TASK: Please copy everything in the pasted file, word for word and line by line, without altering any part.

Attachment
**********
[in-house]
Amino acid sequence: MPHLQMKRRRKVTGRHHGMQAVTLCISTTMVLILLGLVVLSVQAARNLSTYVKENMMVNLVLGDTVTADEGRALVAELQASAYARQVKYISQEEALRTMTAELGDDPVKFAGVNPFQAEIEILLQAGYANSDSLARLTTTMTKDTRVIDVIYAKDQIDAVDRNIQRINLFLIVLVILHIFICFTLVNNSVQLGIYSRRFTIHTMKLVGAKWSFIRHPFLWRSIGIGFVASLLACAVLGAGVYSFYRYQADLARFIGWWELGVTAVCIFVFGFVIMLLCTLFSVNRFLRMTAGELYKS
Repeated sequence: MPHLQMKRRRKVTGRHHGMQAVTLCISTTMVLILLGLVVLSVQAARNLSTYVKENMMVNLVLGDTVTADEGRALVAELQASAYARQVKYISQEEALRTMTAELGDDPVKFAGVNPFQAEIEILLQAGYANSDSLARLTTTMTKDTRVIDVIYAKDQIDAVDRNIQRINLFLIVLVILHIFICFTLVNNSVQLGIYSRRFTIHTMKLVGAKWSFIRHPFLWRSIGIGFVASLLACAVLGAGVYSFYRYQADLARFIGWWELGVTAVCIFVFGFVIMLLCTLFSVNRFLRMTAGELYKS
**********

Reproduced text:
[in-house]
Amino acid sequence: MPHLQMKRRRKVTGRHHGMQAVTLCISTTMVLILLGLVVLSVQAARNLSTYVKENMMVNLVLGDTVTADEGRALVAELQASAYARQVKYISQEEALRTMTAELGDDPVKFAGVNPFQAEIEILLQAGYANSDSLARLTTTMTKDTRVIDVIYAKDQIDAVDRNIQRINLFLIVLVILHIFICFTLVNNSVQLGIYSRRFTIHTMKLVGAKWSFIRHPFLWRSIGIGFVASLLACAVLGAGVYSFYRYQADLARFIGWWELGVTAVCIFVFGFVIMLLCTLFSVNRFLRMTAGELYKS
Repeated sequence: MPHLQMKRRRKVTGRHHGMQAVTLCISTTMVLILLGLVVLSVQAARNLSTYVKENMMVNLVLGDTVTADEGRALVAELQASAYARQVKYISQEEALRTMTAELGDDPVKFAGVNPFQAEIEILLQAGYANSDSLARLTTTMTKDTRVIDVIYAKDQIDAVDRNIQRINLFLIVLVILHIFICFTLVNNSVQLGIYSRRFTIHTMKLVGAKWSFIRHPFLWRSIGIGFVASLLACAVLGAGVYSFYRYQADLARFIGWWELGVTAVCIFVFGFVIMLLCTLFSVNRFLRMTAGELYKS